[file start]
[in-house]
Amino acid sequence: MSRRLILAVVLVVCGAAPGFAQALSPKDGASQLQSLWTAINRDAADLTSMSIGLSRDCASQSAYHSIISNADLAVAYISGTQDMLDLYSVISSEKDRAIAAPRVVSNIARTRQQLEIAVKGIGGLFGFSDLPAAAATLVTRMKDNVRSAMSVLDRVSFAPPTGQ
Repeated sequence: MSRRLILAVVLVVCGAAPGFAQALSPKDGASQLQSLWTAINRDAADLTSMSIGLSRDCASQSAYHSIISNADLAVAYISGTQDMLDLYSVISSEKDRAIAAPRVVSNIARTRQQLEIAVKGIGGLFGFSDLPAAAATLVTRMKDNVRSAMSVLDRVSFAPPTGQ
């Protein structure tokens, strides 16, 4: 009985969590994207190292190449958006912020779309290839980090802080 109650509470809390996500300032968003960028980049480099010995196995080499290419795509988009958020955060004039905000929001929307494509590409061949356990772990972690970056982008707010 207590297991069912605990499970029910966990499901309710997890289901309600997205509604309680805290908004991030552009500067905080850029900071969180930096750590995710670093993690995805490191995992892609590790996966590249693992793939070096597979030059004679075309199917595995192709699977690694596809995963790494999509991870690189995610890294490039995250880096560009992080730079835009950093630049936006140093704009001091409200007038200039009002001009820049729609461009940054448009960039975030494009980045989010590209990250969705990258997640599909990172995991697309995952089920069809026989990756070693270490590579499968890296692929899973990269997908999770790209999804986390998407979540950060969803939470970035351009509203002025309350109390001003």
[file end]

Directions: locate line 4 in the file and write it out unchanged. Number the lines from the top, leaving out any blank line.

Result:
């Protein structure tokens, strides 16, 4: 009985969590994207190292190449958006912020779309290839980090802080 109650509470809390996500300032968003960028980049480099010995196995080499290419795509988009958020955060004039905000929001929307494509590409061949356990772990972690970056982008707010 207590297991069912605990499970029910966990499901309710997890289901309600997205509604309680805290908004991030552009500067905080850029900071969180930096750590995710670093993690995805490191995992892609590790996966590249693992793939070096597979030059004679075309199917595995192709699977690694596809995963790494999509991870690189995610890294490039995250880096560009992080730079835009950093630049936006140093704009001091409200007038200039009002001009820049729609461009940054448009960039975030494009980045989010590209990250969705990258997640599909990172995991697309995952089920069809026989990756070693270490590579499968890296692929899973990269997908999770790209999804986390998407979540950060969803939470970035351009509203002025309350109390001003």